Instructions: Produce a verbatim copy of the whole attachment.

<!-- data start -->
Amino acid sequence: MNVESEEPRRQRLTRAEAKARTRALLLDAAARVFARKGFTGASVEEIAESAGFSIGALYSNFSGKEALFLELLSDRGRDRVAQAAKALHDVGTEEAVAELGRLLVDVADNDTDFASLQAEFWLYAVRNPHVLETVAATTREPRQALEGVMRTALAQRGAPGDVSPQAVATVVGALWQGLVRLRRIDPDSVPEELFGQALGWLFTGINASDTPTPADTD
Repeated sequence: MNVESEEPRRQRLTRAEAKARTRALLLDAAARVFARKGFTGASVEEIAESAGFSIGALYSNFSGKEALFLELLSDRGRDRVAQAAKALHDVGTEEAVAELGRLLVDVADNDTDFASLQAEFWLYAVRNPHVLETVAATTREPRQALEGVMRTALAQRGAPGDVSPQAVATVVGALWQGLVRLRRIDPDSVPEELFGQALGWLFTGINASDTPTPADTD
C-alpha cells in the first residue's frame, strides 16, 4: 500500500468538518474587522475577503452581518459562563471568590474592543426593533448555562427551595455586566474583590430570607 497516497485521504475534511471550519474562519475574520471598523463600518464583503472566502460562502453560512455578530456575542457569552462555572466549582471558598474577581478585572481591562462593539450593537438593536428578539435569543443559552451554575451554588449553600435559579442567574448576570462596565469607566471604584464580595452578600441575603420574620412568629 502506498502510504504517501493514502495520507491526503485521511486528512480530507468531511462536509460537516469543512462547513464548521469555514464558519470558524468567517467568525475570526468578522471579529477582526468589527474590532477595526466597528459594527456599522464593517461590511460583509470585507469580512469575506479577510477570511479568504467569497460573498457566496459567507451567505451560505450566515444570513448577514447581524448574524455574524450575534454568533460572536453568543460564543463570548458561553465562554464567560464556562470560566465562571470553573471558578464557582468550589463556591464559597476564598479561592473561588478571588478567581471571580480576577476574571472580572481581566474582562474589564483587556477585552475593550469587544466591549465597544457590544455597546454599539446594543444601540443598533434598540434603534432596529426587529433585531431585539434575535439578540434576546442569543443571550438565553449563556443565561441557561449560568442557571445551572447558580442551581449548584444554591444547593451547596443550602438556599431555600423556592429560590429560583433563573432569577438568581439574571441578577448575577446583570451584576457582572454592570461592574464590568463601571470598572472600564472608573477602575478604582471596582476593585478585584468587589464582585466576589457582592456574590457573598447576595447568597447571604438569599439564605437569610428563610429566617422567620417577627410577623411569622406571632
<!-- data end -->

Amino acid sequence: MNVESEEPRRQRLTRAEAKARTRALLLDAAARVFARKGFTGASVEEIAESAGFSIGALYSNFSGKEALFLELLSDRGRDRVAQAAKALHDVGTEEAVAELGRLLVDVADNDTDFASLQAEFWLYAVRNPHVLETVAATTREPRQALEGVMRTALAQRGAPGDVSPQAVATVVGALWQGLVRLRRIDPDSVPEELFGQALGWLFTGINASDTPTPADTD
Repeated sequence: MNVESEEPRRQRLTRAEAKARTRALLLDAAARVFARKGFTGASVEEIAESAGFSIGALYSNFSGKEALFLELLSDRGRDRVAQAAKALHDVGTEEAVAELGRLLVDVADNDTDFASLQAEFWLYAVRNPHVLETVAATTREPRQALEGVMRTALAQRGAPGDVSPQAVATVVGALWQGLVRLRRIDPDSVPEELFGQALGWLFTGINASDTPTPADTD
C-alpha cells in the first residue's frame, strides 16, 4: 500500500468538518474587522475577503452581518459562563471568590474592543426593533448555562427551595455586566474583590430570607 497516497485521504475534511471550519474562519475574520471598523463600518464583503472566502460562502453560512455578530456575542457569552462555572466549582471558598474577581478585572481591562462593539450593537438593536428578539435569543443559552451554575451554588449553600435559579442567574448576570462596565469607566471604584464580595452578600441575603420574620412568629 502506498502510504504517501493514502495520507491526503485521511486528512480530507468531511462536509460537516469543512462547513464548521469555514464558519470558524468567517467568525475570526468578522471579529477582526468589527474590532477595526466597528459594527456599522464593517461590511460583509470585507469580512469575506479577510477570511479568504467569497460573498457566496459567507451567505451560505450566515444570513448577514447581524448574524455574524450575534454568533460572536453568543460564543463570548458561553465562554464567560464556562470560566465562571470553573471558578464557582468550589463556591464559597476564598479561592473561588478571588478567581471571580480576577476574571472580572481581566474582562474589564483587556477585552475593550469587544466591549465597544457590544455597546454599539446594543444601540443598533434598540434603534432596529426587529433585531431585539434575535439578540434576546442569543443571550438565553449563556443565561441557561449560568442557571445551572447558580442551581449548584444554591444547593451547596443550602438556599431555600423556592429560590429560583433563573432569577438568581439574571441578577448575577446583570451584576457582572454592570461592574464590568463601571470598572472600564472608573477602575478604582471596582476593585478585584468587589464582585466576589457582592456574590457573598447576595447568597447571604438569599439564605437569610428563610429566617422567620417577627410577623411569622406571632